The start of any New Financial Year is a time to step back from the tsunami of economic and investment data which swamps us on a daily basis, take a deep breath and assess the big picture performance.
It’s half time in your 12 months financial strategy and a good opportunity to regroup.
As usual the last 6 months has had its fair share of political uncertainty (Trump in America, threats from North Korea, unexpected election outcomes in Britain and France), big drops in oil and iron ore prices and stuttering economic growth here in Australia.
But the big picture shows, despite a series of ongoing concerns, we are still travelling pretty well financially and economically.
Here’s our mid-year investment review.
You don’t need us to tell you the economy isn’t exactly roaring at the moment but it does seem to be stable… and we broke the world record for the most consecutive years of positive economic growth.
Growth is stumbling along at 1.7 per cent but in the last 6 months was affected by a raft of elections, here and overseas, and bad weather which hit exports and consumer confidence hard.
What gives us confidence that economic momentum will bounce back and accelerate over the next 6 months is business confidence is at 9 year highs and good jobs growth has pushed unemployment down to a 4 year low of 5.5 per cent.
Inflation isn’t a problem at 1.7 per cent (well below the Reserve Bank target range of 2-3 per cent) but wage growth remains subdued at 2 per cent.
The Aussie dollar is up 5 per cent against the US currency which is interesting against a really mixed result when it comes to the performance of commodity prices. Australia is seen globally as a strong hedge against commodity prices and the performance of our biggest trading partner, China.
Oil, gold and sugar prices have dropped significantly while base metal, beef and coal prices have risen strongly. Interestingly iron ore prices are 2 per cent aheads as most of the big falls were the end of 2016.
2. Share markets
Over the last six months the sharemarket’s bell weather, the All Ordinaries index, is up just over one per cent and among the worst performing in the world… in line with most other commodity based markets.
But when you factor in record dividend payouts, which are included in the All Ordinaries Accumulation Index, share returns are much healthier 12.7 per cent. That’s a pretty good result.
In fact, bonds, shares and property have all risen in value for the fourth consecutive year.
However, as usual, share performance has been inconsistent. Share values of the major banks have taken a hit on a number of fronts… new taxes, exposure to a softening property market and a limping economy. As have energy producers from the falling global oil price coming from the production war between major oil producing countries. And the global oil glut doesn’t look like ending anytime soon.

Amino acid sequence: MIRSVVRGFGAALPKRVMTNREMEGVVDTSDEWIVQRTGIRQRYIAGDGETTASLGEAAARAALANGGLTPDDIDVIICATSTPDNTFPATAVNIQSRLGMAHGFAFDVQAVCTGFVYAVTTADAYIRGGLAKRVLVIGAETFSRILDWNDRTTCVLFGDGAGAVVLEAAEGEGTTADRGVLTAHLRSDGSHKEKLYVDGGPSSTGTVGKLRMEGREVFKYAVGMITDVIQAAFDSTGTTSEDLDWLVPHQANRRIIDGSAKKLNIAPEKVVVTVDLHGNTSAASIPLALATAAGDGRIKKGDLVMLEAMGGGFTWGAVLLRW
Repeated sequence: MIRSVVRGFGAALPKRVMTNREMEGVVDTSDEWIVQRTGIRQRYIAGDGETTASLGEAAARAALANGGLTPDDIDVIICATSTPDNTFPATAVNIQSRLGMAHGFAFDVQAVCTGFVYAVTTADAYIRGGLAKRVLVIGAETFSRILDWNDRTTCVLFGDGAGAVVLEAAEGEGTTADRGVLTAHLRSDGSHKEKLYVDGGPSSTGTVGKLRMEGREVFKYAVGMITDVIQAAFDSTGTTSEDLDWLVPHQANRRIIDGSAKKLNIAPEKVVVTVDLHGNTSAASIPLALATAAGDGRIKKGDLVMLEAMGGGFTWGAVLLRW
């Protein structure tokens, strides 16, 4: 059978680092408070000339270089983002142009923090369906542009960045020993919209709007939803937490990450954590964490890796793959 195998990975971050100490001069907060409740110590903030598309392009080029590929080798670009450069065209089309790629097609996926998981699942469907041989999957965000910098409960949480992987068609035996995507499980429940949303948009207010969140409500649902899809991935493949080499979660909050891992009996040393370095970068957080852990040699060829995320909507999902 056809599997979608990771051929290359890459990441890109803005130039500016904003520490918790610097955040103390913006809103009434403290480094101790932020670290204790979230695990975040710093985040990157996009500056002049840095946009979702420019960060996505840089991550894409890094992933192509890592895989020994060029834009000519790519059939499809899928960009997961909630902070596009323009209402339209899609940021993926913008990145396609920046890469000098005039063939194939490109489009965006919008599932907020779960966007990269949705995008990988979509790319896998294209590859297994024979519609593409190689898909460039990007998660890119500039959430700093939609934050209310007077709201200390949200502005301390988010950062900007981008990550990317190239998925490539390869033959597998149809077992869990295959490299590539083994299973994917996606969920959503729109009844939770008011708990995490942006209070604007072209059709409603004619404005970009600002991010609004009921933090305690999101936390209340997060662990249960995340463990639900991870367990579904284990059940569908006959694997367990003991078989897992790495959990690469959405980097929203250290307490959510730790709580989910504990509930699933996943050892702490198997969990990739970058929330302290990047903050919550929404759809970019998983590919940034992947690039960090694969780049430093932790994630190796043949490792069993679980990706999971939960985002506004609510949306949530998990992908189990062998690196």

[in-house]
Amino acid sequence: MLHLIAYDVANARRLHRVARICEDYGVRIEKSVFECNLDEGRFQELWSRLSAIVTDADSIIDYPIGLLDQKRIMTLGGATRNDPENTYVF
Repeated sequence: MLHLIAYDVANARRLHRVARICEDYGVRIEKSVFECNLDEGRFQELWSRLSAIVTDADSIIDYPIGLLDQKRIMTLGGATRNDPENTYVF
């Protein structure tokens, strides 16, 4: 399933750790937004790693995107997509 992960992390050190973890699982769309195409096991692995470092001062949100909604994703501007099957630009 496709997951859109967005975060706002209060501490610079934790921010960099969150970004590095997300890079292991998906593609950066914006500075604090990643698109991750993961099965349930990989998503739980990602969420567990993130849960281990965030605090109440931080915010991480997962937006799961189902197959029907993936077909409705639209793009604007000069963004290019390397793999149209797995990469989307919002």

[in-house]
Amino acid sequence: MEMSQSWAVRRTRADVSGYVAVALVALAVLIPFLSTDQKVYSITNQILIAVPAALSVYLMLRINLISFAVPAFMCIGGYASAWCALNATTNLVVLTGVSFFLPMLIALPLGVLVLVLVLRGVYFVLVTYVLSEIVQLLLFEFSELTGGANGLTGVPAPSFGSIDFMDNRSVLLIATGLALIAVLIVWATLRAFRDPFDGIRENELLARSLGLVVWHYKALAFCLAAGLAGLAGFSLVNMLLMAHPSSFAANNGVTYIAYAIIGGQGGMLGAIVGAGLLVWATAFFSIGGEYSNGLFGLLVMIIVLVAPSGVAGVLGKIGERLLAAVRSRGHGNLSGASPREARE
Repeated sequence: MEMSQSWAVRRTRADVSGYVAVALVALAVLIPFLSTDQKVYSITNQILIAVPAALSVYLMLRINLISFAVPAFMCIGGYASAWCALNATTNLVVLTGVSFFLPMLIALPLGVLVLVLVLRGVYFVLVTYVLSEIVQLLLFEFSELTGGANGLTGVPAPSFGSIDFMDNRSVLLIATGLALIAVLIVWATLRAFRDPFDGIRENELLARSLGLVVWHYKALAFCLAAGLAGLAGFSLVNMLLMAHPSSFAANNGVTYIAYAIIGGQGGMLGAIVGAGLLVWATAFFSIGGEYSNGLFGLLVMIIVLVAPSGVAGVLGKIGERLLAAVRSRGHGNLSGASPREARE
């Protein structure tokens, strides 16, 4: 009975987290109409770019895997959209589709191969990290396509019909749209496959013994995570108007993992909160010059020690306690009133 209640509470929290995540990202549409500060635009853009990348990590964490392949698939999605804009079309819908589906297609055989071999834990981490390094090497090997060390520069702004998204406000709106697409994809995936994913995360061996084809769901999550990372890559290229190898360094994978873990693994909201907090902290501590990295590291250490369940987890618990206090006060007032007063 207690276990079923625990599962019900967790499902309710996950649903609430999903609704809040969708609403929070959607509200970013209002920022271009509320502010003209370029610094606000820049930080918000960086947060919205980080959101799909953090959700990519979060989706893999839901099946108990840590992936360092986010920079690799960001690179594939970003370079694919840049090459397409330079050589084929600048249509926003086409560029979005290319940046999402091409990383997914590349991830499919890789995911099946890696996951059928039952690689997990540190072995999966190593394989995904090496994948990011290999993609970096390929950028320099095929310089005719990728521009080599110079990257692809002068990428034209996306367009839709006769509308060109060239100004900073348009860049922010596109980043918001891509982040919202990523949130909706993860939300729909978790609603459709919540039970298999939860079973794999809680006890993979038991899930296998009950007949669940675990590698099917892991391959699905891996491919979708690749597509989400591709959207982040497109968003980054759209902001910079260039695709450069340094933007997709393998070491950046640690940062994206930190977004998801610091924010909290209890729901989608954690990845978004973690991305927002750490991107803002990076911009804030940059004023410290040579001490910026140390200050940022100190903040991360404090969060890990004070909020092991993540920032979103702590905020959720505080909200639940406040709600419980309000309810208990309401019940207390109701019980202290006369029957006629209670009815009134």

Retailers have also been under pressure from low inflation, low wage growth and fears the entry of Amazon will smash local companies.
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With shares, property and bonds all making gains, superannuation funds are looking good with the median Balanced fund returning 10.3 per cent for the financial year to May… the top 3 funds returned 12 per cent and the 5 year average return is just over 10 per cent.
With superannuation such a big part of the average Australian’s wealth, a double digit average 5 year return is a terrific result.
“Global shares have been the big driver of returns over the past year, supported by a fall in the Australian dollar through early 2017,” said SuperRatings Chairman Jeff Bresnahan.
“Market momentum has been strong, and in the US and Europe we are still seeing markets pushing to record highs. “
But there is some concern about whether this performance momentum can be maintained. Just a couple of weeks ago we had the biggest one day sharemarket fall of the last 7 months on the back of a major slide in the oil price.
Plus a slowing property market could also affect superannuation fund performance.
There is no doubt the sting is coming out of the property booms in Sydney and Melbourne as a result of regulatory authorities making it more expensive and more difficult for investors (particularly from offshore) to compete with first home buyers and local owner occupiers.
Most banks now charge a premium interest rate on investor and interest loans which is having an impact. Auction clearance rates have fallen from the mid-80 per cents to the low 70s.
But despite constant doomsday warnings from overseas, this property slow down doesn’t look as though it’s heading for a crash.
Why? Well part of the answer came from last week’s Census figures from the Australian Bureau of Statistics… we’ve seriously under estimated out population growth.
Strong immigration means we’d underestimated population growth by 37,000 with most of those moving to Melbourne and Sydney and, naturally, wanting a roof over their head.